total RNA using template-switching PCR and labelled with Cy3 or Cy5 dyes as previously
described [18]. The labelled products were purified on an AutoSeq G-50 column; the Cy5 and
Cy3 samples were then pooled and ethanol precipitated. The samples were hybridised to
Compugene Mouse Known Gene set of 7,524 oligonucleotides, (supplied by MRC-HGMP,
Hinxton, UK). For each set of conditions tested, duplicate and dye-swap hybridisations were
performed. Labelled targets were resuspended in 30l of hybridisation buffer (40%
formamide, 5xSSC, 5xDenhardt's solution, 1mM sodium pyrophosphate, 50mM Tris pH 7.4,
0.1% SDS) together with 2g mouse Cot1 DNA (Invitrogen), denatured at 95°C for 5 min,
incubated at 50°C for 5 min and then centrifuged at 13,000 r.p.m. for 5 min before being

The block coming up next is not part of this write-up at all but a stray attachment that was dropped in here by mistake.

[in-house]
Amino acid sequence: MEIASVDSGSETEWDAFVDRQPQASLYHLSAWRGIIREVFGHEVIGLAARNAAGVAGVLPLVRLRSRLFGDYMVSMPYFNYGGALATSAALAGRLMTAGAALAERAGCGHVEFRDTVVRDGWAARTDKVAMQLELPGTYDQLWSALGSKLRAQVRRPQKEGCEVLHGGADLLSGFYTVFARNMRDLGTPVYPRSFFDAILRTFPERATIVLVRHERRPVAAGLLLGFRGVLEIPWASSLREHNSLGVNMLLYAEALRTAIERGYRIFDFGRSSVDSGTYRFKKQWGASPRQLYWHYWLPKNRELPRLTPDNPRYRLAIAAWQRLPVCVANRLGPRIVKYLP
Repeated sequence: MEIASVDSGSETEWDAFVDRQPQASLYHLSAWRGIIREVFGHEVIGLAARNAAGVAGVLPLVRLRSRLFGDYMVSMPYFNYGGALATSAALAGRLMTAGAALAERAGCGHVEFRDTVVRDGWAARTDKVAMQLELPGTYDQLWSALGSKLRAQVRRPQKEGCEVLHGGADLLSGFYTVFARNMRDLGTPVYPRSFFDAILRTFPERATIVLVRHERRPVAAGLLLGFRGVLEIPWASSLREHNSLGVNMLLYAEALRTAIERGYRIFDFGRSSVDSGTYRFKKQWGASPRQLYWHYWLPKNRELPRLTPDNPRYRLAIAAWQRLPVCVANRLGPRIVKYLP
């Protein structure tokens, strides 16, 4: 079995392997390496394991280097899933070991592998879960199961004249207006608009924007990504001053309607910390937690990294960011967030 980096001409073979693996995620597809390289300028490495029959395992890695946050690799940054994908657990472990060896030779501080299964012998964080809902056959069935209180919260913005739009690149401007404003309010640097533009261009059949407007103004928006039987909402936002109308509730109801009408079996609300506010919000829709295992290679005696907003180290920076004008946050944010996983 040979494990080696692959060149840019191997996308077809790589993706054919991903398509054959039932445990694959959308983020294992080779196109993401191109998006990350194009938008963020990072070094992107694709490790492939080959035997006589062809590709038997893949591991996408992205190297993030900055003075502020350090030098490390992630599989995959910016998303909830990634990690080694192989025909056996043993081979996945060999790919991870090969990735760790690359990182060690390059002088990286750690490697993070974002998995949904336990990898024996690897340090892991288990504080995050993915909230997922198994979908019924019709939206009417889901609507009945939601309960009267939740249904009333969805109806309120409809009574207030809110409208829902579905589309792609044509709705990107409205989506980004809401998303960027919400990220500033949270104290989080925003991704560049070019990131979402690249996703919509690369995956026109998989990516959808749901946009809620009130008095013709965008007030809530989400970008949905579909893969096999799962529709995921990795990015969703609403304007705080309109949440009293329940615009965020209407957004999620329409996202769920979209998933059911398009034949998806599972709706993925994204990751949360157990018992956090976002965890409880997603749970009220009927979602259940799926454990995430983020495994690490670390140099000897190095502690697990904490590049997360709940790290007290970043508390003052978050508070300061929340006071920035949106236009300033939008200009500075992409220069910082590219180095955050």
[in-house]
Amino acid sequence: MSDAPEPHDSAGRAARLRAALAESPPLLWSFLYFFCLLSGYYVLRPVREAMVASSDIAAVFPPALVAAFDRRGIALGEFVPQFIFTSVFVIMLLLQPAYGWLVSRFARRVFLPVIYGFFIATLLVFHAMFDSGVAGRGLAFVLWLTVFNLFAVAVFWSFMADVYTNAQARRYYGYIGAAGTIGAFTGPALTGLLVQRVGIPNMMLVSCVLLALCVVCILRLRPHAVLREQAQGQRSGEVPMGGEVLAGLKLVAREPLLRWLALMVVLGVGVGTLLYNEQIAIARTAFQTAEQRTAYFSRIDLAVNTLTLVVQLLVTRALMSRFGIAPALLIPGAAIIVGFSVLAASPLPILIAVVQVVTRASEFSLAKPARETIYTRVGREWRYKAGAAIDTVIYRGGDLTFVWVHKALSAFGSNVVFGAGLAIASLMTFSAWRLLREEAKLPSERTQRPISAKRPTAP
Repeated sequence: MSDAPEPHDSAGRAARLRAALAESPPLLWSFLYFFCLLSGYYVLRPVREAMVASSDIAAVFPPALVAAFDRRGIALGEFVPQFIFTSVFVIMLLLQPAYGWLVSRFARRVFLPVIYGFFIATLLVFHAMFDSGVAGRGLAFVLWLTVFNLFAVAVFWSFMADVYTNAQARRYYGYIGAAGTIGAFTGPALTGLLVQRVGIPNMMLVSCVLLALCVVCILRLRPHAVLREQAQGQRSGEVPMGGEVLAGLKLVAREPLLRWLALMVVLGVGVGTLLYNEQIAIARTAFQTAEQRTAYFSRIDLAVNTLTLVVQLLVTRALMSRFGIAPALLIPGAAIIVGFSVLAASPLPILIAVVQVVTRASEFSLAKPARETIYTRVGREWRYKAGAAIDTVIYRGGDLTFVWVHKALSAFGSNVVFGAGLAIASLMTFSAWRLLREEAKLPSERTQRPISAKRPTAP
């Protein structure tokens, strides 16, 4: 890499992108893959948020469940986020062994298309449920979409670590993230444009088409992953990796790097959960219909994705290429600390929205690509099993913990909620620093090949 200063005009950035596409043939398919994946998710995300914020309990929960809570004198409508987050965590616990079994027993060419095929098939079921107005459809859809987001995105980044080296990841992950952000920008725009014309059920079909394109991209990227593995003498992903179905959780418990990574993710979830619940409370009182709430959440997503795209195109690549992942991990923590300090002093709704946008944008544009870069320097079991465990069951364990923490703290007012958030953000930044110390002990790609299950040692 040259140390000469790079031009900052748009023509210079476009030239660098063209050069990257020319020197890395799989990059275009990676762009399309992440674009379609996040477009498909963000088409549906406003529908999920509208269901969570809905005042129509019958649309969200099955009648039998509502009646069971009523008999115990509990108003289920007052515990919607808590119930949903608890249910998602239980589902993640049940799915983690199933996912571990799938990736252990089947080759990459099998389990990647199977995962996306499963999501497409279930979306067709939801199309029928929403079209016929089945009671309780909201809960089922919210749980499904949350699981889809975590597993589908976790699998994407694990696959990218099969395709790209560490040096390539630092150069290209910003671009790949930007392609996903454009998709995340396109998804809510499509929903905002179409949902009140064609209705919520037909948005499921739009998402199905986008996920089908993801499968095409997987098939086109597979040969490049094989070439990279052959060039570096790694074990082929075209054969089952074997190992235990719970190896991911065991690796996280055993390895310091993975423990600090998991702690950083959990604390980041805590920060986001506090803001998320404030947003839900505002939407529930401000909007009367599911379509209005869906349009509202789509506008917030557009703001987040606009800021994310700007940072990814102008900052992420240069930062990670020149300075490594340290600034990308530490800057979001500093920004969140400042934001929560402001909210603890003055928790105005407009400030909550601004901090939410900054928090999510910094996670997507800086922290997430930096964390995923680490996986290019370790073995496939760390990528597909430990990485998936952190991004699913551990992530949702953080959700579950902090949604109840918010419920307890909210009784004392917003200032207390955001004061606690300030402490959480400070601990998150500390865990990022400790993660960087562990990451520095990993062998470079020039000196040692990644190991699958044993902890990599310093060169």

applied to the arrays. Hybridisations were performed under a coverslip at 50°C in a
humidified chamber for 16 h. Following hybridisation, slides were washed twice in 2xSSC for
10 min, twice in 0.1x SSC/0.1% SDS for 5 min and finally twice in 0.1x SSC for 5 min; all
washes were performed at room temperature. After washing, slides were dried by
centrifugation at 2000 x g for 3 min. Arrays were scanned on an Agilent G2565 scanner
according to manufacturer’s instructions. Raw image data were extracted using ImageneTM
5.0 software (BioDiscovery). Data were imported into GeneSpringTM 6.2 (Silicon Genetics )
for analysis. Normalization was performed using the Loess algorithm. Identification of genes
with a ratio statistically significantly different from 1 (the average of the WT group values)
was performed using a t-test at the 95% confidence level. Pathway enrichment analysis were